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Thread: legality of shots taken at permission boundary

  1. #1

    legality of shots taken at permission boundary

    Given most shots on deer would be expected to exit the animal, is any shot taken on a deer right at the boundary of your permission a bit dubious. I'd expect it's almost certain the round would exit, cross the boundary and land on the neighbouring ground. I'm assuming here that the shot is otherwise safe, i.e. there is a suitable backstop, but thinking of the proverbial situation where the animal is just on the 'right' side of the fence. So, the deer is in the right place but the backstop isn't!

    Cheers,

    Andy

  2. #2
    As you say you expect the round to go through and across the boundary, so you would deliberately firing across you boundary, therefore it would be illegal
    apart from that i have heart shot deer that ran for 100 yards before it realised it was dead, so chances are the deer would cross the boundary and becomes the property of that landowner, so not a shot i would take

  3. #3
    No back stop, no shot

    This DSC1 manual is great you know

    ATB

    Chasey

  4. #4
    Agree with the above post - shots over boundary illegal + deer just a few paces out of your permission cannot be retrieved (let alone a runner.....) - just not worth it but I hear of all sorts happening - I know if it were me though I'd end up right in the proverbial.....
    Dont know about you but I have the contacts of all the landowners and their keepers that bound all my permissions - just in case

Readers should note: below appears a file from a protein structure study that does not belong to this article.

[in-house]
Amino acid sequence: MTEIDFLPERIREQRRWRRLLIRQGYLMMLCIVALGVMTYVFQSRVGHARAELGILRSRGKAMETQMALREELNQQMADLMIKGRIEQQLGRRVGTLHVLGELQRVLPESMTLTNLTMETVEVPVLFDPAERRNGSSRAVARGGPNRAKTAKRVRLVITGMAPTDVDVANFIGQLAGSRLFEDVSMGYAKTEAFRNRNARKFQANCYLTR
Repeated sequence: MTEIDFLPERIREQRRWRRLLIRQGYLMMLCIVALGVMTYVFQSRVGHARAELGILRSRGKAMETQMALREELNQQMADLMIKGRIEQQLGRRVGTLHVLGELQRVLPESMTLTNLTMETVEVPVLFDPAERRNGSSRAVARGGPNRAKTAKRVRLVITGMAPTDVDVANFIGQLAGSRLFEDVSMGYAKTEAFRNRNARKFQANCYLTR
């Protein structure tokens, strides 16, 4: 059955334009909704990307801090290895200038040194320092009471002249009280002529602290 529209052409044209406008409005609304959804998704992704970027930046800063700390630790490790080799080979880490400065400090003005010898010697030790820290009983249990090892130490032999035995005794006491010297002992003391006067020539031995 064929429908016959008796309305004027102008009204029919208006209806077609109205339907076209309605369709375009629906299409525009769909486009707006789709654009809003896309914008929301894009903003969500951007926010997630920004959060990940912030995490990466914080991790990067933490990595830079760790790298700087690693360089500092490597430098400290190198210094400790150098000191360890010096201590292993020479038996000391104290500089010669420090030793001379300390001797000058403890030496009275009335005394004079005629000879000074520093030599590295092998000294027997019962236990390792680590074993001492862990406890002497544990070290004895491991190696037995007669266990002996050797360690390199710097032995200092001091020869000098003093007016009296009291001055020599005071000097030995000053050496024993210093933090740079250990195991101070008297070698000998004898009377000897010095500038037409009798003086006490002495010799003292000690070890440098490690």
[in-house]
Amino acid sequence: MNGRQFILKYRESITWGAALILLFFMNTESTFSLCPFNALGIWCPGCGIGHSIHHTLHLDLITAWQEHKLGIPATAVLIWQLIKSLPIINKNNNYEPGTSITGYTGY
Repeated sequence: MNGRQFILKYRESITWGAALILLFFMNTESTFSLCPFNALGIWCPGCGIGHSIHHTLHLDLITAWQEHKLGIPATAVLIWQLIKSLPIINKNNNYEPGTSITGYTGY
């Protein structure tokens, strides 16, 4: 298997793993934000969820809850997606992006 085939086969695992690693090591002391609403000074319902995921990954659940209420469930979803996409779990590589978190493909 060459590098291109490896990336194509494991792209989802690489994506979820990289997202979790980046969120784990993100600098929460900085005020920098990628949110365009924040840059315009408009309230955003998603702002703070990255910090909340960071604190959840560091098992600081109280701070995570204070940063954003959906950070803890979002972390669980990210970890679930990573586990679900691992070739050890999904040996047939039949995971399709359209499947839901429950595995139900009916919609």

5. #5
    Quote Originally Posted by andyf View Post
    Given most shots on deer would be expected to exit the animal, is any shot taken on a deer right at the boundary of your permission a bit dubious. I'd expect it's almost certain the round would exit, cross the boundary and land on the neighbouring ground. I'm assuming here that the shot is otherwise safe, i.e. there is a suitable backstop, but thinking of the proverbial situation where the animal is just on the 'right' side of the fence. So, the deer is in the right place but the backstop isn't!

    Cheers,

    Andy
    What some people type on here actually worries me some times -: If the bullet is leaving your permission that is not a safe back stop is it? so why would you entertain the shot in the first place? What worries me more is people have to ask these questions, surely it is basic knowledge?

  6. #6
    Quote Originally Posted by redlab View Post
    What some people type on here actually worries me some times -: If the bullet is leaving your permission that is not a safe back stop is it? so why would you entertain the shot in the first place? What worries me more is people have to ask these questions, surely it is basic knowledge?
    But I'm not entertaining the shot, am I? I'm asking a question on a forum where (most!) folk gladly offer the benefit of their experience which is almost certainly going to be greater than mine.

    Sorry if I disappointed you with my question but I've just found out it it's going to take 6 months to get my friggin FAC (see above re. experience) so need to fill my time somehow!

    Cheers!

    Andy

  7. #7